Search the collections
Refine your search
Filter results by item type
Royal Exhibition Building Western Forecourt Collection
Image: Western Forecourt Archaeological Dig Site During Excavation, Melbourne, November 2009
Source: Museum Victoria
The Royal Exhibition Building Western Forecourt Collection consists of 1,566 artefacts excavated during an archaeological dig of the western forecourt of the Royal Exhibition Building, Melbourne, in November 2009. A majority of the artefacts were recovered from nightsoil deposits on the site, which were particularly rich in ceramics, glass and food refuse. Further artefacts were recovered from immediately below the crushed rock base of the circular driveway, which was constructed on the site for the Melbourne International Exhibition, 1880-1881.
The western forecourt was an integral part of the palace garden setting designed by architect Joseph Reed for the Melbourne International Exhibition, 1880-1881. At the opening of the Exhibition the forecourt featured a circular garden of informally planted garden beds and a central kiosk, around which a carriageway led to the western entrance of the building.
The archaeological dig investigated and recorded evidence of the 1880 iteration of the western forecourt garden in order to inform its reconstruction as part of Museum Victoria's World Heritage, World Futures project. The dig also recorded evidence of various incarnations of the site over time, prior to its conversion into an asphalt car park in the 1950s. Heritage consultants Godden Mackay Logan undertook the excavation in conjunction with the archaeology program at La Trobe University.
The artefact collection provides evidence of nightsoil deposited in the Carlton Gardens prior to 1879. Although the source of the nightsoil is as general as 19th century domestic, commercial and/or industrial discard from Melbourne and surrounds, the collection contains many artefacts of historical significance and interest. Artefacts include oyster shells and butchered meat bones, clay pipes, ceramics, wine and beer bottles, building materials including glass panes and wire nails, personal grooming and hygiene items, buttons, ornaments and even a harmonica.
Items per page: 10 50 (showing 11 - 20) 1566 items
One piece of a white-glazed earthenware plate rim with unidentified moulded design that is typical of 'White Granite'. Appears to be high-fired earthenware. Manufactured between the 18 ...Images: 1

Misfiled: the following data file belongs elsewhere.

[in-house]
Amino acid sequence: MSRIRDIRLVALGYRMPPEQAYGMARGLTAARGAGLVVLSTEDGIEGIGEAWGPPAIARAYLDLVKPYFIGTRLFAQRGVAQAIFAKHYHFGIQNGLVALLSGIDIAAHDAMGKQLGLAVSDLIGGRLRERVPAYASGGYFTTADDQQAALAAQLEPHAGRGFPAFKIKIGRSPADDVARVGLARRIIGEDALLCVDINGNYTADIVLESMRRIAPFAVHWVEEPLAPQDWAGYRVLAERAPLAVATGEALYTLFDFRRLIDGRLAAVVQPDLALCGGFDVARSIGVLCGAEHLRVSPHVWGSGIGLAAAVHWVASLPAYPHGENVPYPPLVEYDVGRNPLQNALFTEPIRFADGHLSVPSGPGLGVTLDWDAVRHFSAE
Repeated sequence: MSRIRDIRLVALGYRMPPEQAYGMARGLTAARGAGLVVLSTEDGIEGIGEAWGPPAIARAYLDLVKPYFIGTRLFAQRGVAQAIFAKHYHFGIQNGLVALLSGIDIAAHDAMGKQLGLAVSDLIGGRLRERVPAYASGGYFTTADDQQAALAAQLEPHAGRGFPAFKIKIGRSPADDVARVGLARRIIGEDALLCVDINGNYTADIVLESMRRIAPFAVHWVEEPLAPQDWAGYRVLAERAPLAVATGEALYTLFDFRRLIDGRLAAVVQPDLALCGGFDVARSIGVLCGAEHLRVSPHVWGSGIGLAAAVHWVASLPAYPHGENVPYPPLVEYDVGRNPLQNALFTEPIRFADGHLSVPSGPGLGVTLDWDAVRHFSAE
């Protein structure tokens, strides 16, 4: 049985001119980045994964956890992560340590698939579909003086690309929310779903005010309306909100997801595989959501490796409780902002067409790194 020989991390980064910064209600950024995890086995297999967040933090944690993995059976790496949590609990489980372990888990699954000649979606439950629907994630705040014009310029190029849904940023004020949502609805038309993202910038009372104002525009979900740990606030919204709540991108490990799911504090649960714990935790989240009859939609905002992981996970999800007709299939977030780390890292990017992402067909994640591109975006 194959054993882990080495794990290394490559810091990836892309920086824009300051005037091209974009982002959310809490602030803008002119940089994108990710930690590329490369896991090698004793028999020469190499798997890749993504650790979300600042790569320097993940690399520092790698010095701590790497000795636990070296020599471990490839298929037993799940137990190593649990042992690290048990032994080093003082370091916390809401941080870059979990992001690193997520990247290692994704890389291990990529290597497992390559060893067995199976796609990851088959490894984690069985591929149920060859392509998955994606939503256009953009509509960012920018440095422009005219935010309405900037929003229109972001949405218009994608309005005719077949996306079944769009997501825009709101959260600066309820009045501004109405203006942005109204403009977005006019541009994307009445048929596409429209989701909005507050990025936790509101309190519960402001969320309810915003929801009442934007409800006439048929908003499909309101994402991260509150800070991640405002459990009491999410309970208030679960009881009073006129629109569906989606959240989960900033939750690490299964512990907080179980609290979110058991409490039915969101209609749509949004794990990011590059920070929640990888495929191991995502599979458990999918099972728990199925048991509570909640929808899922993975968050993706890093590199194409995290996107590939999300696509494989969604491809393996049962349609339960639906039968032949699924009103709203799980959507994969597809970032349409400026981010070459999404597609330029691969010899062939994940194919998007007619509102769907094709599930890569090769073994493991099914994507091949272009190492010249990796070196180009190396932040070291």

One fragment of earthenware base, probably from a plate. Pattern is dark blue transfer-printed 'Asiatic Pheasants', popular in the second half of the 19th century and into Edwardian tim ...Images: 1
One earthenware plate rim fragment. Pattern is blue transfer print 'Willow'. Manufacturing date range is circa 1805 to circa 1900.Images: 1
Two earthenware fragments from two separate items, probably a plate. Pattern is blue transfer print 'Willow'. Manufacturing date range is circa 1805 to circa 1900.Images: 1
One earthenware rim fragment from a cup or mug. Decoration is violet transfer print in an unidentified pattern. Manufacture date is circa 1814 to circa mid-20th century.Images: 2
Four conjoining fragments of porcelain saucer rim. The decoration is light blue applied rose and thistle sprig. The manufacture date range is circa 1820 to the late 19th century. Porce ...Images: 1
One earthenware saucer rim fragment with hand painted under glaze banded decoration in red and green (two thin red bands with a slightly thicker green band on either side). Made after c ...Images: 1
Brown bakelite hair comb with teeth missing. Bakelite was the first totally synthetic plastic and was first manufactured in 1907.Images: 1
One earthenware cup rim fragment with hand painted under glaze banded decoration in red and green (one thick red band with thin green bands on either side on the outer surface and a thi ...Images: 1
This type of ware was first produced in England around the 1830s and then the USA by the 1840s. The peak of production was the 1860s-1870s and popularity declined at the turn of the cen ...Images: 1